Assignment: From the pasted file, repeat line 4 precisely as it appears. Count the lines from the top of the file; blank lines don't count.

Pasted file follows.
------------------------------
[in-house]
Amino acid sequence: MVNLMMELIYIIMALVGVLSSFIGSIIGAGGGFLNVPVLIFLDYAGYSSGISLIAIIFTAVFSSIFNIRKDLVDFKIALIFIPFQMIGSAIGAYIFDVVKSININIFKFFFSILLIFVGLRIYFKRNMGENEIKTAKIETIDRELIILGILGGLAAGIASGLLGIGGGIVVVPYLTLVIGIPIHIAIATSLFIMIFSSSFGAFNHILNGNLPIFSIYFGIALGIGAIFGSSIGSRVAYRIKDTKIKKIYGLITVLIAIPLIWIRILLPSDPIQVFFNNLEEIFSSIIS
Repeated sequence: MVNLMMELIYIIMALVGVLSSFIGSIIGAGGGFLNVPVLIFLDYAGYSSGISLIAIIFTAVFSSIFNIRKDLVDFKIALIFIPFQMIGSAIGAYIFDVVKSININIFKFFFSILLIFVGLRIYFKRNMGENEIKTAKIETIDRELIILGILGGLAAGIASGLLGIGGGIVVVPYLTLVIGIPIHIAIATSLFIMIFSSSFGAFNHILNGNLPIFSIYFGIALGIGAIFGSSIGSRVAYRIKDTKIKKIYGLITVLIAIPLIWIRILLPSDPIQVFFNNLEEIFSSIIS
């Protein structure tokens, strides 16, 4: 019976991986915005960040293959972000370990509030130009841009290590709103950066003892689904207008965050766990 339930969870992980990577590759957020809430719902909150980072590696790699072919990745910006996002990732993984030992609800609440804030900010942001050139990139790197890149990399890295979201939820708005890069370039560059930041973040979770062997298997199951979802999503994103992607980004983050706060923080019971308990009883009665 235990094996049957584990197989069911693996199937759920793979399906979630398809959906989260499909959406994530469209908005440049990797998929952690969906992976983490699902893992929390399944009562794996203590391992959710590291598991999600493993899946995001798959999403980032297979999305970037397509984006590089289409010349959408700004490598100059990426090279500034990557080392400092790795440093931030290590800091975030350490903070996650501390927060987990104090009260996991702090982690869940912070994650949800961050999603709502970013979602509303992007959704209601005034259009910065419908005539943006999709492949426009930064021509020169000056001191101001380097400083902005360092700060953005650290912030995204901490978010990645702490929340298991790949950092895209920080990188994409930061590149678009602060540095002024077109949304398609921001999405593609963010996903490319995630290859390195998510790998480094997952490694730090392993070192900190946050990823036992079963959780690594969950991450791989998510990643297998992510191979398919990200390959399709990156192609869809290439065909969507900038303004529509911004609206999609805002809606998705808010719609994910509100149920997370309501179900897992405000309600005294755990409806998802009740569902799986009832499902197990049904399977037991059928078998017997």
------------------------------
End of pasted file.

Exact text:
């Protein structure tokens, strides 16, 4: 019976991986915005960040293959972000370990509030130009841009290590709103950066003892689904207008965050766990 339930969870992980990577590759957020809430719902909150980072590696790699072919990745910006996002990732993984030992609800609440804030900010942001050139990139790197890149990399890295979201939820708005890069370039560059930041973040979770062997298997199951979802999503994103992607980004983050706060923080019971308990009883009665 235990094996049957584990197989069911693996199937759920793979399906979630398809959906989260499909959406994530469209908005440049990797998929952690969906992976983490699902893992929390399944009562794996203590391992959710590291598991999600493993899946995001798959999403980032297979999305970037397509984006590089289409010349959408700004490598100059990426090279500034990557080392400092790795440093931030290590800091975030350490903070996650501390927060987990104090009260996991702090982690869940912070994650949800961050999603709502970013979602509303992007959704209601005034259009910065419908005539943006999709492949426009930064021509020169000056001191101001380097400083902005360092700060953005650290912030995204901490978010990645702490929340298991790949950092895209920080990188994409930061590149678009602060540095002024077109949304398609921001999405593609963010996903490319995630290859390195998510790998480094997952490694730090392993070192900190946050990823036992079963959780690594969950991450791989998510990643297998992510191979398919990200390959399709990156192609869809290439065909969507900038303004529509911004609206999609805002809606998705808010719609994910509100149920997370309501179900897992405000309600005294755990409806998802009740569902799986009832499902197990049904399977037991059928078998017997």